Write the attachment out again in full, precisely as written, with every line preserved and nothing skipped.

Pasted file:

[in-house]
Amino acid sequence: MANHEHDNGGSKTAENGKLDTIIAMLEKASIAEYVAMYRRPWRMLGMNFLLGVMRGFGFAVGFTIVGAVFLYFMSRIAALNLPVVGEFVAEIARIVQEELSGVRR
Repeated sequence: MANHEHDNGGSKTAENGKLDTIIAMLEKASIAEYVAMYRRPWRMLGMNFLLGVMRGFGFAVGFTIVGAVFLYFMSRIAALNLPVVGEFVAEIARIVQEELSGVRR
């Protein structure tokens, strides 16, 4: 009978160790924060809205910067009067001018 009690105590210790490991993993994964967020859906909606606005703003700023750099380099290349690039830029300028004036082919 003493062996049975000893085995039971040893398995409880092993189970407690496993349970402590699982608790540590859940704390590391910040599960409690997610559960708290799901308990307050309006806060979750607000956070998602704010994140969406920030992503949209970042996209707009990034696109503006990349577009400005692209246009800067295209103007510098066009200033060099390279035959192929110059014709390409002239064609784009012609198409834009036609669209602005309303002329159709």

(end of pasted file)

[in-house]
Amino acid sequence: MANHEHDNGGSKTAENGKLDTIIAMLEKASIAEYVAMYRRPWRMLGMNFLLGVMRGFGFAVGFTIVGAVFLYFMSRIAALNLPVVGEFVAEIARIVQEELSGVRR
Repeated sequence: MANHEHDNGGSKTAENGKLDTIIAMLEKASIAEYVAMYRRPWRMLGMNFLLGVMRGFGFAVGFTIVGAVFLYFMSRIAALNLPVVGEFVAEIARIVQEELSGVRR
């Protein structure tokens, strides 16, 4: 009978160790924060809205910067009067001018 009690105590210790490991993993994964967020859906909606606005703003700023750099380099290349690039830029300028004036082919 003493062996049975000893085995039971040893398995409880092993189970407690496993349970402590699982608790540590859940704390590391910040599960409690997610559960708290799901308990307050309006806060979750607000956070998602704010994140969406920030992503949209970042996209707009990034696109503006990349577009400005692209246009800067295209103007510098066009200033060099390279035959192929110059014709390409002239064609784009012609198409834009036609669209602005309303002329159709």